# Max and min of a function

1. Aug 8, 2007

### physics4life

how would i find something like:

$$max[\frac{x}{2} + cos(x)]$$ where $$x\epsilon [0,\pi]$$ and ...

$$max[\frac{x}{2} + cos(x)]$$ where $$x\epsilon [-\pi,0]$$
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here's what i did for $$max[\frac{x}{2} + cos(x)]$$ where $$x\epsilon [0,\pi]$$:
first we need critical points: so f'(x) = 0

so 1/2 - sin(x) = 0 , so $$x=\frac{\pi}{6} and \frac{5}{6}\pi$$

maxf(x) = max{f(0), f(pi/6), f(5/6pi), f(pi)}
f(0) = 1/2(0) + cos(0) = 1
f(pi/6) = 1/2(pi/6) + cos(pi/6) = pi/12 + $$\sqrt\frac{3}{2}$$

f(5/6pi) = 5/12pi + cos(5/6pi) = 5/12pi - $$\sqrt\frac{3}{2}$$

f(pi) = pi/2 - 1

so max is at f(pi/6) .. i.e pi/12 + $$\sqrt\frac{3}{2}$$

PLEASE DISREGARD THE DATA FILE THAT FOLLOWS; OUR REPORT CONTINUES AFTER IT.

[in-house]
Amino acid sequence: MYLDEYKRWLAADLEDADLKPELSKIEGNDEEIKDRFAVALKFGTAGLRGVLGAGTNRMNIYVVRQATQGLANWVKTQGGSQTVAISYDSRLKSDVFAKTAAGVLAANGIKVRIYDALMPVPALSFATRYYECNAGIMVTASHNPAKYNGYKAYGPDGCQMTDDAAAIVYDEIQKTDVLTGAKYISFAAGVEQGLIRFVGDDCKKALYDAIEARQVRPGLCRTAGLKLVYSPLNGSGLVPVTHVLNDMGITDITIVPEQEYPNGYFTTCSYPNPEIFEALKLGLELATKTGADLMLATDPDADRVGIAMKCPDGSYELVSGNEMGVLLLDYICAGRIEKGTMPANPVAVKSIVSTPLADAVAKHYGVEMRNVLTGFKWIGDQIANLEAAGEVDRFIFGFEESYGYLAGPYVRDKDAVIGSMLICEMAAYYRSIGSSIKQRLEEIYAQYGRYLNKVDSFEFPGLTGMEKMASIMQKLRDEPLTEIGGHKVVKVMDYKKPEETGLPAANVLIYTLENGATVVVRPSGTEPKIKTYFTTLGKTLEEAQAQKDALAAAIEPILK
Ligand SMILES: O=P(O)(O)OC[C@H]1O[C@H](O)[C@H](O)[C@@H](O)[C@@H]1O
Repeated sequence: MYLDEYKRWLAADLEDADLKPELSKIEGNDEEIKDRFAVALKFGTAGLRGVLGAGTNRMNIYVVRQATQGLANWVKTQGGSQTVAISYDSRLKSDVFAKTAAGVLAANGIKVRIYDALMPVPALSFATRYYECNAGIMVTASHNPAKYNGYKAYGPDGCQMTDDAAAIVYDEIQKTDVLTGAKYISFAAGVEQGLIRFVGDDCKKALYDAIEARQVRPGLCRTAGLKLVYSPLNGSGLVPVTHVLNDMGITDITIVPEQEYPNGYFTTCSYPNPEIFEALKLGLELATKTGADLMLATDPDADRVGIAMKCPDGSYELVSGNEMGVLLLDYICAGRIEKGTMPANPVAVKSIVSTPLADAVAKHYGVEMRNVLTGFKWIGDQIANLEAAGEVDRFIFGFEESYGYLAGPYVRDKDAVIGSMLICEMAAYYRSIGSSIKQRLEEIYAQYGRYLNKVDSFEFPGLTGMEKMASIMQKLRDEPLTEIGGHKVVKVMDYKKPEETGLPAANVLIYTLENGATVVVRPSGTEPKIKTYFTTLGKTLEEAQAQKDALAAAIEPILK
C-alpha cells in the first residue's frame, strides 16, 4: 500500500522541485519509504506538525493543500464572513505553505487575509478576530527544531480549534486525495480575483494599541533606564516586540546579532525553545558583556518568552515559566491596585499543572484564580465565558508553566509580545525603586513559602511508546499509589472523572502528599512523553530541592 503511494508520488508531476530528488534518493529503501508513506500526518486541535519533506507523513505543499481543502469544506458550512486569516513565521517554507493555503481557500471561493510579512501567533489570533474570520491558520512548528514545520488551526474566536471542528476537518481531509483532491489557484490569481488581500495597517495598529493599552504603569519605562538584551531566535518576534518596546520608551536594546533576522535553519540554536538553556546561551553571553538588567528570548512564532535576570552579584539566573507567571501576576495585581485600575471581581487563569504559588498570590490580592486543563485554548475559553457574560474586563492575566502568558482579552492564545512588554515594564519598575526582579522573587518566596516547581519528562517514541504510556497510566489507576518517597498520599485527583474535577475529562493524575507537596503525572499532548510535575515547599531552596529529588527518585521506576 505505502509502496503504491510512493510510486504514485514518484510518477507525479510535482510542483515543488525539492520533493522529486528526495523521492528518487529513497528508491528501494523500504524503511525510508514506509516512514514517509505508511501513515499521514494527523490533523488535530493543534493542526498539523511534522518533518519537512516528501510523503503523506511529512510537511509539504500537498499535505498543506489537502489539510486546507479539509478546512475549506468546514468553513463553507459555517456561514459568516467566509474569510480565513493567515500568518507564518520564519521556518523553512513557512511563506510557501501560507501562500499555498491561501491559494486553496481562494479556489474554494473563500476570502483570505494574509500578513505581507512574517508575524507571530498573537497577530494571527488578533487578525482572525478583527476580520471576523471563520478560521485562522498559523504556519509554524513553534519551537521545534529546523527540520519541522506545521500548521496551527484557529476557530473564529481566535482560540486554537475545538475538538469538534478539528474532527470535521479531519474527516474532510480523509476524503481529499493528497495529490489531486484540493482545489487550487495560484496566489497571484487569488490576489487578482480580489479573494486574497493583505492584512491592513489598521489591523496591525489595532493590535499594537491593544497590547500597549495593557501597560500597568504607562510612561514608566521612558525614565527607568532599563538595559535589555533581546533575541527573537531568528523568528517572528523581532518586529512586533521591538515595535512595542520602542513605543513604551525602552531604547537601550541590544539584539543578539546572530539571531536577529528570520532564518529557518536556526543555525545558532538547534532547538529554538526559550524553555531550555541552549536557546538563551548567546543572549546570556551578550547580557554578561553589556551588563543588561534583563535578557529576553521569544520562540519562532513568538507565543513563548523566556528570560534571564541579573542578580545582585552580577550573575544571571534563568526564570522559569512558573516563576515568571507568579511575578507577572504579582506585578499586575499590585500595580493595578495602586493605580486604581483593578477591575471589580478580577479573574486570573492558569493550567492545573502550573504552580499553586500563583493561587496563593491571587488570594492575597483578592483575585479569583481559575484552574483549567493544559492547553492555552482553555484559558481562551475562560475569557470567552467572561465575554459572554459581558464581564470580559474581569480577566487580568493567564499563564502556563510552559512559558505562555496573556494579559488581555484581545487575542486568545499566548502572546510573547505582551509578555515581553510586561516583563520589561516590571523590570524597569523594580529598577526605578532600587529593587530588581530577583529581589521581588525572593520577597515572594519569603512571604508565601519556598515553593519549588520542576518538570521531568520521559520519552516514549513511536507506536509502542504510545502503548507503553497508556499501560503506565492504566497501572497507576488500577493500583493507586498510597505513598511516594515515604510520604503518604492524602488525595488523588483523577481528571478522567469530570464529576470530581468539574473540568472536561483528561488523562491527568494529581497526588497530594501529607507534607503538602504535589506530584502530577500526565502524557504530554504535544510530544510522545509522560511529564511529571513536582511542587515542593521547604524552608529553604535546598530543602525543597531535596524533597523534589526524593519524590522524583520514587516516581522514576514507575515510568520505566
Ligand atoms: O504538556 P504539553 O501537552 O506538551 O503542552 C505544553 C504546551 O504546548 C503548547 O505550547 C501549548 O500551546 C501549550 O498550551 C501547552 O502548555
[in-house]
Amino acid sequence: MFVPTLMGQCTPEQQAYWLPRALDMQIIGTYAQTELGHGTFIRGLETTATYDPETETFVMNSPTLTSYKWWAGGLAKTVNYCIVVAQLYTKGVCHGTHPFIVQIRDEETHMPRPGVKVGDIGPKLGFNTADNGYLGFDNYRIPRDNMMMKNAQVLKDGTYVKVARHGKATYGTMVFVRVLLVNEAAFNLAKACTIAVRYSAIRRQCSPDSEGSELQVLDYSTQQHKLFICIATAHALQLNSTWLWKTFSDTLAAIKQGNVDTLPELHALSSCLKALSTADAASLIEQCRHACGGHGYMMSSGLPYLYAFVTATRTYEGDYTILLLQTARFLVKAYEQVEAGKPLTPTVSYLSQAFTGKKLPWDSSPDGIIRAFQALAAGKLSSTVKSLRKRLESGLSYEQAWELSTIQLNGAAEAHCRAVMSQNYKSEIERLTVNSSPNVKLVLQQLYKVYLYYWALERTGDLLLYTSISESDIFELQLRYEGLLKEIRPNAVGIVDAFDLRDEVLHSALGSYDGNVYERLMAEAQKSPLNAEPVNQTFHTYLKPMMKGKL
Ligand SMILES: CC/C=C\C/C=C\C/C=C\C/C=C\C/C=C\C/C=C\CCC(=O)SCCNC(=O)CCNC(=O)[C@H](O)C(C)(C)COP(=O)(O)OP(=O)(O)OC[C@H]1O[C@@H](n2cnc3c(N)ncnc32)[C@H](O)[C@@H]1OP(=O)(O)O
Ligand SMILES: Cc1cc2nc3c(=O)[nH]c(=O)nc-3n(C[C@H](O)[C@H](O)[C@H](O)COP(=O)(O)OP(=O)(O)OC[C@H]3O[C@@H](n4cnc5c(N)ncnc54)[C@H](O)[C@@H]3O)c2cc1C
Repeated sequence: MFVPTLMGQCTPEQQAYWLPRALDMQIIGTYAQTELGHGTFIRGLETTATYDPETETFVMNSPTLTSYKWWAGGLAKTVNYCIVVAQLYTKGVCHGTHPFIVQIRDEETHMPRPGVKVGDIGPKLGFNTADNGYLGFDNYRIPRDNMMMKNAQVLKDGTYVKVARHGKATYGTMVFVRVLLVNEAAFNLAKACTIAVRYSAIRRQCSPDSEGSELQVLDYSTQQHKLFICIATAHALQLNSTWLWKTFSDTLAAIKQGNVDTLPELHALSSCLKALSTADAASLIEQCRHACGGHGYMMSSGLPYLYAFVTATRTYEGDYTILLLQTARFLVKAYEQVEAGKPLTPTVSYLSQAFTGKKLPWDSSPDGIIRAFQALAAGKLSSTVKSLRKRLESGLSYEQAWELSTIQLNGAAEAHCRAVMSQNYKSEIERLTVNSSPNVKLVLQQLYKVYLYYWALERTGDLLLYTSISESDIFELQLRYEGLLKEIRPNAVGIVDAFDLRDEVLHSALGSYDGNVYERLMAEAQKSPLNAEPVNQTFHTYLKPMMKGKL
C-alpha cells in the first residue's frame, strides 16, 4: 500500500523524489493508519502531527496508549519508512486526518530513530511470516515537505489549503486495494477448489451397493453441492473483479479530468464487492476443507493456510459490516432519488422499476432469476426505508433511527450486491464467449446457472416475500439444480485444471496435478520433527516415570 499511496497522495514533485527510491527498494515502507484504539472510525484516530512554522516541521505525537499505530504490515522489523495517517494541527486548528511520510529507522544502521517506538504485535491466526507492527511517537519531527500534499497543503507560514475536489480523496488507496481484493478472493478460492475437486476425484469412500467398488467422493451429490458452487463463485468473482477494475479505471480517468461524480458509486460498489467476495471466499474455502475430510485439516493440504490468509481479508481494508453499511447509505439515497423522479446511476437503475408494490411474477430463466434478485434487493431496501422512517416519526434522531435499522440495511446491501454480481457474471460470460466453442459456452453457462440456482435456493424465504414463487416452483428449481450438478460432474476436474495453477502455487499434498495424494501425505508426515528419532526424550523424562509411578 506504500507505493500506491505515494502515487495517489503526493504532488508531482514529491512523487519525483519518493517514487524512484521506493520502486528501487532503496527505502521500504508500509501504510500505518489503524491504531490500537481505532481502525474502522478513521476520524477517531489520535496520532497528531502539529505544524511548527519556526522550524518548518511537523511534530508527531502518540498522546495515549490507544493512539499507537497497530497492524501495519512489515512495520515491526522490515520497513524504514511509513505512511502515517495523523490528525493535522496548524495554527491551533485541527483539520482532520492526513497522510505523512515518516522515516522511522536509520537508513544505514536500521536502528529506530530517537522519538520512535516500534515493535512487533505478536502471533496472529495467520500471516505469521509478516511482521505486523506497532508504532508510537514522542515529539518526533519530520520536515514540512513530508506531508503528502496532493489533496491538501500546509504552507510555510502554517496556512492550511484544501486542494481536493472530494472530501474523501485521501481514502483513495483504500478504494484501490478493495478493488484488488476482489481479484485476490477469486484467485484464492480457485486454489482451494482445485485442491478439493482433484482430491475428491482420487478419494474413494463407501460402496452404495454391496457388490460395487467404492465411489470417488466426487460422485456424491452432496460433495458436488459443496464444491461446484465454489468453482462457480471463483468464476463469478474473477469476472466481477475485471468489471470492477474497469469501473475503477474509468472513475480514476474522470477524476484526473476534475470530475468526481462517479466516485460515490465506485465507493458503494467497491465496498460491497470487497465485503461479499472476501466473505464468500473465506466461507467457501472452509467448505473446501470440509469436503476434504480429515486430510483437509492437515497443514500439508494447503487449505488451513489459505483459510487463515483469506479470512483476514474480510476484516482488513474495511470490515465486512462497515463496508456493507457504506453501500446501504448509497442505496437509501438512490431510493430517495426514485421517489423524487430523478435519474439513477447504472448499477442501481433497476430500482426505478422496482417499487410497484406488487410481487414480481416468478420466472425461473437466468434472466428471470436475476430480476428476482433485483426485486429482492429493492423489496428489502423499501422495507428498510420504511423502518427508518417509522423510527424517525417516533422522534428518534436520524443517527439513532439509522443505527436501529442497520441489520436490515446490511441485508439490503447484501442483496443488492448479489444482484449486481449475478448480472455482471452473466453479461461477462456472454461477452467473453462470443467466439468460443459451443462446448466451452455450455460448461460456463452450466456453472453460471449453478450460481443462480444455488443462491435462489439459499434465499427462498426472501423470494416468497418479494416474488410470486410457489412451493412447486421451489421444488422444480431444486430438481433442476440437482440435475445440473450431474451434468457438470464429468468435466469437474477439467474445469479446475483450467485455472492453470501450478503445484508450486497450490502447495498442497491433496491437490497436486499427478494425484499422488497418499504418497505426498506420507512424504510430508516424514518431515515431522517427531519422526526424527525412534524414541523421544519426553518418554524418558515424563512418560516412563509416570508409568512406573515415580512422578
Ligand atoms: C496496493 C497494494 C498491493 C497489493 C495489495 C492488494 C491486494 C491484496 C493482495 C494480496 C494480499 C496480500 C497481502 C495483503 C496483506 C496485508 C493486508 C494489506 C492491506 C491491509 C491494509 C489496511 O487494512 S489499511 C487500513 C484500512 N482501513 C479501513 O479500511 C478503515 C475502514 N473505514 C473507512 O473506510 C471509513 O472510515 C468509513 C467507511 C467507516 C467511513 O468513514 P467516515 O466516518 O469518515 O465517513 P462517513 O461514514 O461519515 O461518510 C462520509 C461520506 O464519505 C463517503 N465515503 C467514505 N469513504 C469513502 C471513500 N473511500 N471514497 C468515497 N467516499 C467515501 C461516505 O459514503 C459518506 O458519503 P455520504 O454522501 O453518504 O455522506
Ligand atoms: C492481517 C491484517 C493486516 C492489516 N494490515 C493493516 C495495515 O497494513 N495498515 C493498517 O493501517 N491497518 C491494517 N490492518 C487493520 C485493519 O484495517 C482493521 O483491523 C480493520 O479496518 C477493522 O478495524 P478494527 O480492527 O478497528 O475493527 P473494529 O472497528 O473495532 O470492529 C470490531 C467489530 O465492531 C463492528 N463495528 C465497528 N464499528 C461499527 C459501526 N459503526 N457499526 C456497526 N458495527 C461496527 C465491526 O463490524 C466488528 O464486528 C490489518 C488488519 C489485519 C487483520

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now for $$max[\frac{x}{2} + cos(x)]$$ where $$x\epsilon [-\pi,0]$$

critical points are again $$x=\frac{\pi}{6} and \frac{5}{6}\pi$$, but these both lie outside the range: $$[-\pi,0]$$ so we only take into consideration -pi and 0:

so f(-pi) = -pi/2 - 1
f(0) = 1

so the max is at point f(0).. i.e 1..

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are these both correct? although seeming a bit obvious.. or do i need to show the final answer differently?

2. Aug 8, 2007

### daveb

Your results at each of the four points for the first one are a little off, but that could just be latex. cos(pi/6) = sqrt(3)/2, not sqrt(3/2). However, your conclusions are correct.

3. Aug 8, 2007

### smoothman

you're right there. the answers are correct as dave said.